New Covenant theology is best described as a hermeneutical principle, or an interpretative grid through which one reads and interprets the Scriptures. As a hermeneutical principle, it stands as a bridge between dispensational theologyand covenant [reform] theology. That is not to say that new covenant theology has intentionally set itself up between dispensational theology and covenant theology, but that new covenant theology shares things in common with both dispensational and covenant theology. As such, we cannot say what new covenant theology is without reference to dispensational theology or covenant theology.

By far the biggest difference between new covenant theology and covenant theology is how each views the Mosaic Law. Covenant theology sees the Law in three ways: civil, ceremonial and moral. The civil aspect of the Law was those laws in the covenant of Sinai which governed the theocratic nation of Israel while they live in the Promised Land. The ceremonial aspect of the Law governed the worship of God by Israel while in the land. Finally, the moral aspect of the Law governed the behavior of God’s people. It should be understood that the Law, in and of itself, is one cohesive whole and that the Jews did not delineate between civil, ceremonial and moral; these are just terms used to help identify the three areas of Israelite life that the Mosaic Law governed.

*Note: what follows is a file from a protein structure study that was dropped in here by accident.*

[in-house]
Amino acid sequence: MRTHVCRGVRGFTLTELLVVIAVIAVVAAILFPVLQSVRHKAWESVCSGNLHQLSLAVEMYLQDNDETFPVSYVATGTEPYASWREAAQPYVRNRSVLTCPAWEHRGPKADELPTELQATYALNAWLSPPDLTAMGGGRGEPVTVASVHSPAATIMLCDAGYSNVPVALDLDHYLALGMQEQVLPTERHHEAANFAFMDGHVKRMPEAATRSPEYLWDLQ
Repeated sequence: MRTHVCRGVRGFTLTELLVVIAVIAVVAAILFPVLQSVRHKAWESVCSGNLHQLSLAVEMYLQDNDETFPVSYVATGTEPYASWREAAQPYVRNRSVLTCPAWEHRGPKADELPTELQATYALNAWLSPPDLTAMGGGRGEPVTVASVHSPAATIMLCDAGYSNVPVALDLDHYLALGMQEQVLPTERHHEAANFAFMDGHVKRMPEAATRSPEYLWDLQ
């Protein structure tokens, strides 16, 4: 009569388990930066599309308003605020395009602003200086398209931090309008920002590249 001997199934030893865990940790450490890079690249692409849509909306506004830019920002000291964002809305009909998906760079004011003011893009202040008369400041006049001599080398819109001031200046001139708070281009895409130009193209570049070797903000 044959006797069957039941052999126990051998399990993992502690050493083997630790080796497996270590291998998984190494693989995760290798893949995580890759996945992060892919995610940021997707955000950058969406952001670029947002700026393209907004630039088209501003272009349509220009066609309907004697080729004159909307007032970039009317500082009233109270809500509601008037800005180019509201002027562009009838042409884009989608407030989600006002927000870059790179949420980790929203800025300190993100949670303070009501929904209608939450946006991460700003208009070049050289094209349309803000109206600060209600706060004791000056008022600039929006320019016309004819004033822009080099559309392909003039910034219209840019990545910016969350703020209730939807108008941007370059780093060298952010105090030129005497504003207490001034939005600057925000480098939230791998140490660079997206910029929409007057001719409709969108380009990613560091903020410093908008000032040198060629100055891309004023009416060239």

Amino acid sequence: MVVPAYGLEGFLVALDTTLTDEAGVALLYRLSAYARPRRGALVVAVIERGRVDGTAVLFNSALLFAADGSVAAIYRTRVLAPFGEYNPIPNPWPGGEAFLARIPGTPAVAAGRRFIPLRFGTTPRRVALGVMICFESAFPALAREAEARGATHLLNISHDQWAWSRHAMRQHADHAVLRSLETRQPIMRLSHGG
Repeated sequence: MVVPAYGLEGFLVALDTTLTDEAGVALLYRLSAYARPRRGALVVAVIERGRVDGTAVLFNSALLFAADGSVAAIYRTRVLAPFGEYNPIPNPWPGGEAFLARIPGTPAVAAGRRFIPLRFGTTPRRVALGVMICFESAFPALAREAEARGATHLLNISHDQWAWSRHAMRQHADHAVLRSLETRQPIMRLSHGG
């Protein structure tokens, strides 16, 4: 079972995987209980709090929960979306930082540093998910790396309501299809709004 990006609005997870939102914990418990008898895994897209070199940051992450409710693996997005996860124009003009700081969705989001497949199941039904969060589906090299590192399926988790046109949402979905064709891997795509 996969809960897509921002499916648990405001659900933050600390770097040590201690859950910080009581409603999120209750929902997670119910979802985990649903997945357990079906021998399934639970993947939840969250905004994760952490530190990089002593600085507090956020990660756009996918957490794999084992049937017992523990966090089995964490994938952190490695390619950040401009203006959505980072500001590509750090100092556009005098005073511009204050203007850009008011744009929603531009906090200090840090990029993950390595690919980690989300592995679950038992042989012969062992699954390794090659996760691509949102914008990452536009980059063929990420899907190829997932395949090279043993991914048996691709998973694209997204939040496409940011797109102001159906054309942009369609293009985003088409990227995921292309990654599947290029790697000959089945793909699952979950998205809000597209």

According to classic covenant theology, Jesus came to fulfill the Law (Matthew 5:17). He did so by satisfying all of the ceremonial, civil and moral aspects of the Law. Jesus Christ is the reality behind the shadows of the Old Testament sacrificial system and thereby fulfills the ceremonial aspect of the Law. Jesus Christ also bore the penalty our sins deserved and thereby fulfilled the civil aspect of the Law. Finally, Jesus Christ lived in full accordance with the moral aspect of the Law and fulfilled the righteous requirements of the Law. Now the moral aspect of the Law represents the essence of the covenant of works. As such, it transcends the Mosaic economy. In other words, God has always required holiness from humanity. The covenant of works was not negated due to the fall, nor was it negated even though it was fulfilled in Christ. The moral aspect of the Law still stands as the standard of morality for mankind because it is reflective of God’s character, and that does not change. Therefore, covenant theology still sees the Mosaic Law (especially the Ten Commandments) as prescriptive for the Church, even though the ceremonial and civil aspects have been rendered obsolete in Christ.